Imagination and Healing edited by Anees A. Sheik
Baywood Publishing Company, Inc., Farmingdale, N.Y., 1984, 291 pgs., $20.00, paperback
The separation of mind and body--the classic Cartesian dualism-- has so predominated Western thought that for most of us this century conventional medicine could not come to grips with the reality of the placebo effect and the power of positive imagery in curing physiological disorders. Fortunately, however, because of the breakthroughs in all areas of science (from quantum mechanics to ecology), we are beginning to move away from such a narrow and constricting viewpoint.
One excellent example of this new understanding in medicine is Imagination and Healing, edited by Anees A. Sheik. The work, which is part of a series on imagery and human development, is an anthology of papers presented at conferences at Marquette University in collaboration with the Institute for the Advancement of Human Behavior.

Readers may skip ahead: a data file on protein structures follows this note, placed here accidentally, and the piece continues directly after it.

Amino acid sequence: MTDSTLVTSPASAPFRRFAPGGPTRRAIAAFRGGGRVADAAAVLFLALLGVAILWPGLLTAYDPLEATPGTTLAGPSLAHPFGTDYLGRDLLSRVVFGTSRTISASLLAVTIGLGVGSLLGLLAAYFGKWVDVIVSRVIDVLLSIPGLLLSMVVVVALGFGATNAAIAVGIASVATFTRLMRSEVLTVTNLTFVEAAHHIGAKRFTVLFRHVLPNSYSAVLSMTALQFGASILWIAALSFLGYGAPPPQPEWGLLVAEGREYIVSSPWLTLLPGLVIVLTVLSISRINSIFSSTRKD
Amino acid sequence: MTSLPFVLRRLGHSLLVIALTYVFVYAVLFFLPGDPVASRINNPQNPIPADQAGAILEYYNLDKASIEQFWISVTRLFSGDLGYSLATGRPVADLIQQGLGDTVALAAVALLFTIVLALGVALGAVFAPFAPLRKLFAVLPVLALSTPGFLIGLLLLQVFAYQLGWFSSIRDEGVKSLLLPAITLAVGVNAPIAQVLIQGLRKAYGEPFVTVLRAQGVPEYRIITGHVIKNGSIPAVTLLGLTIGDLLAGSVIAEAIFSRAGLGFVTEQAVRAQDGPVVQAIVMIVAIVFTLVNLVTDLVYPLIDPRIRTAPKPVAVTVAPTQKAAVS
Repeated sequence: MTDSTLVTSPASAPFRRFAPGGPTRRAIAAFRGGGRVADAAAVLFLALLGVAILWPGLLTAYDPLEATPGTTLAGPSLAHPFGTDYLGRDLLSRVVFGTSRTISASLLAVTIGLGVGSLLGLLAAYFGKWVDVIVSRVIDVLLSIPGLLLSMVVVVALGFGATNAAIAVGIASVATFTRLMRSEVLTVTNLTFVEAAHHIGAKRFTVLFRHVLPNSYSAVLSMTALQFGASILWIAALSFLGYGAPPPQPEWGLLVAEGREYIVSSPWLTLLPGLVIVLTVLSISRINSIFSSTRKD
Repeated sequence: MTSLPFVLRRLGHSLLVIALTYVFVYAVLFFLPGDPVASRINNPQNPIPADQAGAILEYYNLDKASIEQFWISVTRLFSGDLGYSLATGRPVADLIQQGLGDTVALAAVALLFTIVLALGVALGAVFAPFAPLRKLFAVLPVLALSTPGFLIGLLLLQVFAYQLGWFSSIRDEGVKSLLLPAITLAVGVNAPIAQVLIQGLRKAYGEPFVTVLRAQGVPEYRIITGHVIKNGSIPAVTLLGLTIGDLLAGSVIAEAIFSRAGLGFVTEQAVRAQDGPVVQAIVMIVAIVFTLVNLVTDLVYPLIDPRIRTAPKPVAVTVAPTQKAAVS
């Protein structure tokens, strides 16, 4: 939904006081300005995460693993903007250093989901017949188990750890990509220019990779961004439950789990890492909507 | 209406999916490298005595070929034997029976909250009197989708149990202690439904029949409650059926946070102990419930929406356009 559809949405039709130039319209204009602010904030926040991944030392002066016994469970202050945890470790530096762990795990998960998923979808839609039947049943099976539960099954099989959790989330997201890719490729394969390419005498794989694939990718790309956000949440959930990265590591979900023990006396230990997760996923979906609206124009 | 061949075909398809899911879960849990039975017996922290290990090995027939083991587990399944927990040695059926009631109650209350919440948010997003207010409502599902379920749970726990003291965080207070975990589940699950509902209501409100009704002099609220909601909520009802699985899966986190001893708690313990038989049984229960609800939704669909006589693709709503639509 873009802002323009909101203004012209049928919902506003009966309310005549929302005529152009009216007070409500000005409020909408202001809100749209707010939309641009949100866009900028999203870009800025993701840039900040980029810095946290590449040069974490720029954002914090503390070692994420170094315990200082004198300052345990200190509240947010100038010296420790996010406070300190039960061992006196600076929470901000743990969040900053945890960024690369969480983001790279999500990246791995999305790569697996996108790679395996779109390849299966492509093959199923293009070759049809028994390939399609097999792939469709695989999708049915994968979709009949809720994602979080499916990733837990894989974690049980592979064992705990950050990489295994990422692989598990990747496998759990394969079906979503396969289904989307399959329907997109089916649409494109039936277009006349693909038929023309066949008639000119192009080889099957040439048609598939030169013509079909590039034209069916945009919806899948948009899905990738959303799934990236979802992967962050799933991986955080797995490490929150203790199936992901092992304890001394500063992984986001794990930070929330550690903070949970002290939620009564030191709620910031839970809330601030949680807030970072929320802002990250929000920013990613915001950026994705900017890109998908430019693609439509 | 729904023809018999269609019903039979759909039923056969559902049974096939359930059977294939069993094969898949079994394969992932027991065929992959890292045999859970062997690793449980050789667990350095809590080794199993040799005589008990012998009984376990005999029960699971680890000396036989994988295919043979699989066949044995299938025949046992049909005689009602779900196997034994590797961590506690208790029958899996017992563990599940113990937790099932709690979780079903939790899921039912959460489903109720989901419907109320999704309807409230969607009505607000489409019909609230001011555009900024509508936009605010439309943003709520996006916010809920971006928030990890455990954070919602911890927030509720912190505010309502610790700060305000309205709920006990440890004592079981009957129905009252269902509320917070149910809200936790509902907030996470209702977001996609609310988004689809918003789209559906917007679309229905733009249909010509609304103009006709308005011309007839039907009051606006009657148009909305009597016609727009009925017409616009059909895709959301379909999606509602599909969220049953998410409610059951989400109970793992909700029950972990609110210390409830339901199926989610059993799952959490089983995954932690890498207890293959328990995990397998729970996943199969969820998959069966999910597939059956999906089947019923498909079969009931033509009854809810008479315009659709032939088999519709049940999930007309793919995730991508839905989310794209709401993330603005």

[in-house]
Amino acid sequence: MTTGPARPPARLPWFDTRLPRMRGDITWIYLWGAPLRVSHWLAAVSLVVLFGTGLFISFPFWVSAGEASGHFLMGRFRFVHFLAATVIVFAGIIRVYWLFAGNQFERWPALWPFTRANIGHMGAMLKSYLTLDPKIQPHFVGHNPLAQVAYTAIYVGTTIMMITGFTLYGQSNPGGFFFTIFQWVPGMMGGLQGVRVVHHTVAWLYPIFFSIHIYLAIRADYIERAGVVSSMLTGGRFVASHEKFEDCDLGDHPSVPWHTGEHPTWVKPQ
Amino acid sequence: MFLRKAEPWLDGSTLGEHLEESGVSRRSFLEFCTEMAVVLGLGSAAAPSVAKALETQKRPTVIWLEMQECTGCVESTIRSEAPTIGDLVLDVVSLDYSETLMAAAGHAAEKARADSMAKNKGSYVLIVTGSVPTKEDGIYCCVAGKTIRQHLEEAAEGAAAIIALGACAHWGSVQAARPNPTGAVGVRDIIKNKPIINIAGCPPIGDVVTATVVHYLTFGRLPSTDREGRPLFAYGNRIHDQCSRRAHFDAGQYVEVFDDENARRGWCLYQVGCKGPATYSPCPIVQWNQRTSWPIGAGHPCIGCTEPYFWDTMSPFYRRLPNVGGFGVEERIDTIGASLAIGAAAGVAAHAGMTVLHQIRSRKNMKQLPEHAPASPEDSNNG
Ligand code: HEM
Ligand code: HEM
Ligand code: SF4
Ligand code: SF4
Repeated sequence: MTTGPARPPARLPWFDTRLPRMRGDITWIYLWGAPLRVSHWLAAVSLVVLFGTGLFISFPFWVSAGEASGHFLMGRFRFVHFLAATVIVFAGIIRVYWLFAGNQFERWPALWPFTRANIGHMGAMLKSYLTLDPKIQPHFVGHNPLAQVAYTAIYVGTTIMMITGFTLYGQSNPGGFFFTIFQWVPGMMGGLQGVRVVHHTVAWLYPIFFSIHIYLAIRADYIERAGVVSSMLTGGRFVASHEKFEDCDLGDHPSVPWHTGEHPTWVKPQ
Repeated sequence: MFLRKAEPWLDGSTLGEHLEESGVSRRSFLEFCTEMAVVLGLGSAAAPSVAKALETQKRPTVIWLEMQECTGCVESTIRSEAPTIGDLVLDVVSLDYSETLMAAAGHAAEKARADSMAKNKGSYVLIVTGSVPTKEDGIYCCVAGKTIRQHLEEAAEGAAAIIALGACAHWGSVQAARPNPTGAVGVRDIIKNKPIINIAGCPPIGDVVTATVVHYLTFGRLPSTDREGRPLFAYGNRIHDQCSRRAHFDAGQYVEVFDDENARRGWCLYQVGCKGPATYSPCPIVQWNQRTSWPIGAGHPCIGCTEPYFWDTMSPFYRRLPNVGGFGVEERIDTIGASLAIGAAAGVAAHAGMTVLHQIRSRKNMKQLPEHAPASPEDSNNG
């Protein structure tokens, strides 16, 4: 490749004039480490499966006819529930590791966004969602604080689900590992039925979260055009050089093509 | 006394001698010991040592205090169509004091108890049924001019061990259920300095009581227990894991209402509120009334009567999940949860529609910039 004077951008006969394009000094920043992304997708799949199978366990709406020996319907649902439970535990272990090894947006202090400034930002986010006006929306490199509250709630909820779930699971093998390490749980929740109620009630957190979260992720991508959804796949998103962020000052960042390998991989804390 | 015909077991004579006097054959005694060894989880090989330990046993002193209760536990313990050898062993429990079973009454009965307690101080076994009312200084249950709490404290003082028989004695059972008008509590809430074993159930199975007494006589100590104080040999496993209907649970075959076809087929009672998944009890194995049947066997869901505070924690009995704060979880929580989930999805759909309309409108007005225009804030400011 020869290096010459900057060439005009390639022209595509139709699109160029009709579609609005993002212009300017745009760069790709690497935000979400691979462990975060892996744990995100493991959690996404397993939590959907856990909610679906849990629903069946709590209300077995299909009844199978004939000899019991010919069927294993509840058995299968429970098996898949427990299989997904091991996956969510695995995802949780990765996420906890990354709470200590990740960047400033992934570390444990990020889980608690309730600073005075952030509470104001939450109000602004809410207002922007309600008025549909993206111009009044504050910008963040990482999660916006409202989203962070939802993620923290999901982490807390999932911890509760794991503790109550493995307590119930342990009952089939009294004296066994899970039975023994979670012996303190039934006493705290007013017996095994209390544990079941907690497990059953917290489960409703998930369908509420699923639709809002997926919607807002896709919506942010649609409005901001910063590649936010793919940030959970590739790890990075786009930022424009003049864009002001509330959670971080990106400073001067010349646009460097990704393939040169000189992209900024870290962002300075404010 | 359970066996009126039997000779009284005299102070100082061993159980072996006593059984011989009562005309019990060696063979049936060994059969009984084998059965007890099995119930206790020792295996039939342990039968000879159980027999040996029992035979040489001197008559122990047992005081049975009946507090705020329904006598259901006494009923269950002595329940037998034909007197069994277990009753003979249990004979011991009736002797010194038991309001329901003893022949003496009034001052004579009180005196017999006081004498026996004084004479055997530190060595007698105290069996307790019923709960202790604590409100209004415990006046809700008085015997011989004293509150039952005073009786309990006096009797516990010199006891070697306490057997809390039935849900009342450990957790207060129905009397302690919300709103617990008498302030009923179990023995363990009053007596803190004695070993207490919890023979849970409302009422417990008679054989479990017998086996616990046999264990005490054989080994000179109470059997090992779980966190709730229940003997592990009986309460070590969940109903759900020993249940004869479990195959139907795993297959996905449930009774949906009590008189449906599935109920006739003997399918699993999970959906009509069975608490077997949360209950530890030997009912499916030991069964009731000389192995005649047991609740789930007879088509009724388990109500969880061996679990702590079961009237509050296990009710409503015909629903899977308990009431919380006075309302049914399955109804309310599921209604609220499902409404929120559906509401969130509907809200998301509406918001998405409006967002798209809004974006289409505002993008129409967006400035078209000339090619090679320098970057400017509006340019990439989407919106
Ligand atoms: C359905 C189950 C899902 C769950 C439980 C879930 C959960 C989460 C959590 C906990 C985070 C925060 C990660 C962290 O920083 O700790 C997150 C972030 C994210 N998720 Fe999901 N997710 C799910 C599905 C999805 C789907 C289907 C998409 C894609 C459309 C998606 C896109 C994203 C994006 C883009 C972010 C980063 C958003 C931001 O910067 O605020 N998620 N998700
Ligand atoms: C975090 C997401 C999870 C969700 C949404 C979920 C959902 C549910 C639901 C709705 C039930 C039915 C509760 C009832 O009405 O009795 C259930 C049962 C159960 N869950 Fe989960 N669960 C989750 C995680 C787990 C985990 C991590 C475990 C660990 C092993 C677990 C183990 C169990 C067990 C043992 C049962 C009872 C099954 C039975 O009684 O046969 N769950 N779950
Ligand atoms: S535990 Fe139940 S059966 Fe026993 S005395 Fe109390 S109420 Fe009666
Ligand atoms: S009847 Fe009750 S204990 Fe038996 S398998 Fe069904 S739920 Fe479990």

The result is a landmark study which displays convincingly the crucial role of the mind on human health. Topics range from "The Use of Imagery in Alleviating Depression" (K. David Schultz), "Imagery and Cancer" (Howard Hall) and "Imagery and the Treatment of Phobic Disorders" (Beverly K. Habeck and Anees A. Sheik) to "Sex, Fantasy and Imagination" (Kenneth S. Pope, et al.).
The strongest presentation is Gary E. Schwartz's "Psychophysiology of Imagery and Healing: A Systems Perspective." Instead of simply seeing man as one-dimensional (or, as Descartes would have it, two- dimensional), Schwartz points out the multidimensional characteristics of every person. Hence, true health treatment must take into account all the various factors of individual development.
The one minor drawback to Imagination and Healing is the absence of biographical information on its more than 15 contributors. This prevents the reader from learning about the particular author's background; such information is essential, especially in works that purport to be scholarly.
Still, I recommend Imagination and Healing highly for those
who feel that health should be in the hands of the patient and not
the doctor. Although hardly light reading, it will serve as a
valuable guideline to how imagery rightly employed can enhance
human vitality and growth.
--David Christopher Lane